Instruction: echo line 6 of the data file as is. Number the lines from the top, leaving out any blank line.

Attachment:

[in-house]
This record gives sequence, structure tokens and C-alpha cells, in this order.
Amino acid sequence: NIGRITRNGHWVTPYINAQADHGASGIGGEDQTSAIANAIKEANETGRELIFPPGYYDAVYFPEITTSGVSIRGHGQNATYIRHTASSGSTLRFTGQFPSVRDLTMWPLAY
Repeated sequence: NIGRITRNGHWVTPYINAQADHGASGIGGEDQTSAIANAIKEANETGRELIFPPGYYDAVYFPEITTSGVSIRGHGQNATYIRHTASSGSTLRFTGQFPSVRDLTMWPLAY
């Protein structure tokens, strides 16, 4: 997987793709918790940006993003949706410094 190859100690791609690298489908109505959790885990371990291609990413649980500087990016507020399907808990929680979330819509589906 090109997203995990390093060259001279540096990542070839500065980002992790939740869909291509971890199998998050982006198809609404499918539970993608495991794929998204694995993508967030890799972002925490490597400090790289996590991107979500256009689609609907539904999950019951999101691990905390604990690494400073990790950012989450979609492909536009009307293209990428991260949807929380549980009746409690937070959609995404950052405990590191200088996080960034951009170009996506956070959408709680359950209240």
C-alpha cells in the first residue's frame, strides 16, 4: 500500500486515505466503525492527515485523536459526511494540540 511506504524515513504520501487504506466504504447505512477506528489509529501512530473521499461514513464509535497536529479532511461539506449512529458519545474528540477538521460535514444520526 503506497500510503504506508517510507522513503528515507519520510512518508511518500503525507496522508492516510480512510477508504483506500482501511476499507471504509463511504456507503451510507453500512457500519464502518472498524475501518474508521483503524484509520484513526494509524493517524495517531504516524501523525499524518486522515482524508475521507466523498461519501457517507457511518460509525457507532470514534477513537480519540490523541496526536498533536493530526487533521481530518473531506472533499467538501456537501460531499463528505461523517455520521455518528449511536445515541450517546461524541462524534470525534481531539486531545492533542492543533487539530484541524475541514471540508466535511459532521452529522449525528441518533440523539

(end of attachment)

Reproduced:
C-alpha cells in the first residue's frame, strides 16, 4: 500500500486515505466503525492527515485523536459526511494540540 511506504524515513504520501487504506466504504447505512477506528489509529501512530473521499461514513464509535497536529479532511461539506449512529458519545474528540477538521460535514444520526 503506497500510503504506508517510507522513503528515507519520510512518508511518500503525507496522508492516510480512510477508504483506500482501511476499507471504509463511504456507503451510507453500512457500519464502518472498524475501518474508521483503524484509520484513526494509524493517524495517531504516524501523525499524518486522515482524508475521507466523498461519501457517507457511518460509525457507532470514534477513537480519540490523541496526536498533536493530526487533521481530518473531506472533499467538501456537501460531499463528505461523517455520521455518528449511536445515541450517546461524541462524534470525534481531539486531545492533542492543533487539530484541524475541514471540508466535511459532521452529522449525528441518533440523539